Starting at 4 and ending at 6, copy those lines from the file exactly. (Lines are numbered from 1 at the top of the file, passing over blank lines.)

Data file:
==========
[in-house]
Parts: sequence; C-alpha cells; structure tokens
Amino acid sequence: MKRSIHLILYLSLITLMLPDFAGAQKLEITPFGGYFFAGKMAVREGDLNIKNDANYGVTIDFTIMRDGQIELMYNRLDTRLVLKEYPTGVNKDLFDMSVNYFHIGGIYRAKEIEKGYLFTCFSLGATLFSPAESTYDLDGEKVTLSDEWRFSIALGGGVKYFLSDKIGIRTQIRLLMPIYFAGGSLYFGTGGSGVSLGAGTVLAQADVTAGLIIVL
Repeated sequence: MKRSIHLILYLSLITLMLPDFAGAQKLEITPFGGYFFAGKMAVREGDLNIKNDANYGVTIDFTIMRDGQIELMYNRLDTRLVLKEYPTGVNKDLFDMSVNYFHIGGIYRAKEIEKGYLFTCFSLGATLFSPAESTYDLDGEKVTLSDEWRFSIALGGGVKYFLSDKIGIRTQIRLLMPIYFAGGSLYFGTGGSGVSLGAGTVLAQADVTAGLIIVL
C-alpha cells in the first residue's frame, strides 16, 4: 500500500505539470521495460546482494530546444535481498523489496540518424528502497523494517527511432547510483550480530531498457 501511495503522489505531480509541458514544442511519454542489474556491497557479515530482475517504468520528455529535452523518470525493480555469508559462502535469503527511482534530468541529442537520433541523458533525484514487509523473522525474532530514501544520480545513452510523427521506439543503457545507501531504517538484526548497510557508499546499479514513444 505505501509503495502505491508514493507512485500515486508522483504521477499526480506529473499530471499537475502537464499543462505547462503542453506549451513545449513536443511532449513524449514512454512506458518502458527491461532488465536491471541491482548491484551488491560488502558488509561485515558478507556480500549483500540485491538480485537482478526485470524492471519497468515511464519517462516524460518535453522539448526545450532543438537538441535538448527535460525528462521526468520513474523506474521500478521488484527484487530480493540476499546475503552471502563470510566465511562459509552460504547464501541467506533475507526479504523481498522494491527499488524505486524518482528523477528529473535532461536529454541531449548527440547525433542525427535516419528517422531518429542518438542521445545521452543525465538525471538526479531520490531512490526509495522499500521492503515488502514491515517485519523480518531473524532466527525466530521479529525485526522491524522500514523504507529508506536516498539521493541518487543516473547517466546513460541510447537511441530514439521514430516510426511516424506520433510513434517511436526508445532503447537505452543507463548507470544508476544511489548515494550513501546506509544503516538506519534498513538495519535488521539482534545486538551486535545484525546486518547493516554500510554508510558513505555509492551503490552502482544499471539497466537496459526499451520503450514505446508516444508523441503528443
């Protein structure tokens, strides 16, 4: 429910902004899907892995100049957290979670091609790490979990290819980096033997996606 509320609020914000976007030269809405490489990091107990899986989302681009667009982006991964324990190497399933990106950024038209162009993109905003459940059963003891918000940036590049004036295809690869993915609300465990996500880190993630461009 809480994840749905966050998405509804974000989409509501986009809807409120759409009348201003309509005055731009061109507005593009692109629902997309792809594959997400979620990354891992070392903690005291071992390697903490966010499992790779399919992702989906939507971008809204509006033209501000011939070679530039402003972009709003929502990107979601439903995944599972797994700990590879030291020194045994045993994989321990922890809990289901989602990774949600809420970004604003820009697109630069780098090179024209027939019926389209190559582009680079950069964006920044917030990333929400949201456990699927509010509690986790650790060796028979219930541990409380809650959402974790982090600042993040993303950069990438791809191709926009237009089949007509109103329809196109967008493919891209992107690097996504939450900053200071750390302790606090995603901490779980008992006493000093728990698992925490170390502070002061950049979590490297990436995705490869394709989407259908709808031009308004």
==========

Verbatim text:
Repeated sequence: MKRSIHLILYLSLITLMLPDFAGAQKLEITPFGGYFFAGKMAVREGDLNIKNDANYGVTIDFTIMRDGQIELMYNRLDTRLVLKEYPTGVNKDLFDMSVNYFHIGGIYRAKEIEKGYLFTCFSLGATLFSPAESTYDLDGEKVTLSDEWRFSIALGGGVKYFLSDKIGIRTQIRLLMPIYFAGGSLYFGTGGSGVSLGAGTVLAQADVTAGLIIVL
C-alpha cells in the first residue's frame, strides 16, 4: 500500500505539470521495460546482494530546444535481498523489496540518424528502497523494517527511432547510483550480530531498457 501511495503522489505531480509541458514544442511519454542489474556491497557479515530482475517504468520528455529535452523518470525493480555469508559462502535469503527511482534530468541529442537520433541523458533525484514487509523473522525474532530514501544520480545513452510523427521506439543503457545507501531504517538484526548497510557508499546499479514513444 505505501509503495502505491508514493507512485500515486508522483504521477499526480506529473499530471499537475502537464499543462505547462503542453506549451513545449513536443511532449513524449514512454512506458518502458527491461532488465536491471541491482548491484551488491560488502558488509561485515558478507556480500549483500540485491538480485537482478526485470524492471519497468515511464519517462516524460518535453522539448526545450532543438537538441535538448527535460525528462521526468520513474523506474521500478521488484527484487530480493540476499546475503552471502563470510566465511562459509552460504547464501541467506533475507526479504523481498522494491527499488524505486524518482528523477528529473535532461536529454541531449548527440547525433542525427535516419528517422531518429542518438542521445545521452543525465538525471538526479531520490531512490526509495522499500521492503515488502514491515517485519523480518531473524532466527525466530521479529525485526522491524522500514523504507529508506536516498539521493541518487543516473547517466546513460541510447537511441530514439521514430516510426511516424506520433510513434517511436526508445532503447537505452543507463548507470544508476544511489548515494550513501546506509544503516538506519534498513538495519535488521539482534545486538551486535545484525546486518547493516554500510554508510558513505555509492551503490552502482544499471539497466537496459526499451520503450514505446508516444508523441503528443
């Protein structure tokens, strides 16, 4: 429910902004899907892995100049957290979670091609790490979990290819980096033997996606 509320609020914000976007030269809405490489990091107990899986989302681009667009982006991964324990190497399933990106950024038209162009993109905003459940059963003891918000940036590049004036295809690869993915609300465990996500880190993630461009 809480994840749905966050998405509804974000989409509501986009809807409120759409009348201003309509005055731009061109507005593009692109629902997309792809594959997400979620990354891992070392903690005291071992390697903490966010499992790779399919992702989906939507971008809204509006033209501000011939070679530039402003972009709003929502990107979601439903995944599972797994700990590879030291020194045994045993994989321990922890809990289901989602990774949600809420970004604003820009697109630069780098090179024209027939019926389209190559582009680079950069964006920044917030990333929400949201456990699927509010509690986790650790060796028979219930541990409380809650959402974790982090600042993040993303950069990438791809191709926009237009089949007509109103329809196109967008493919891209992107690097996504939450900053200071750390302790606090995603901490779980008992006493000093728990698992925490170390502070002061950049979590490297990436995705490869394709989407259908709808031009308004």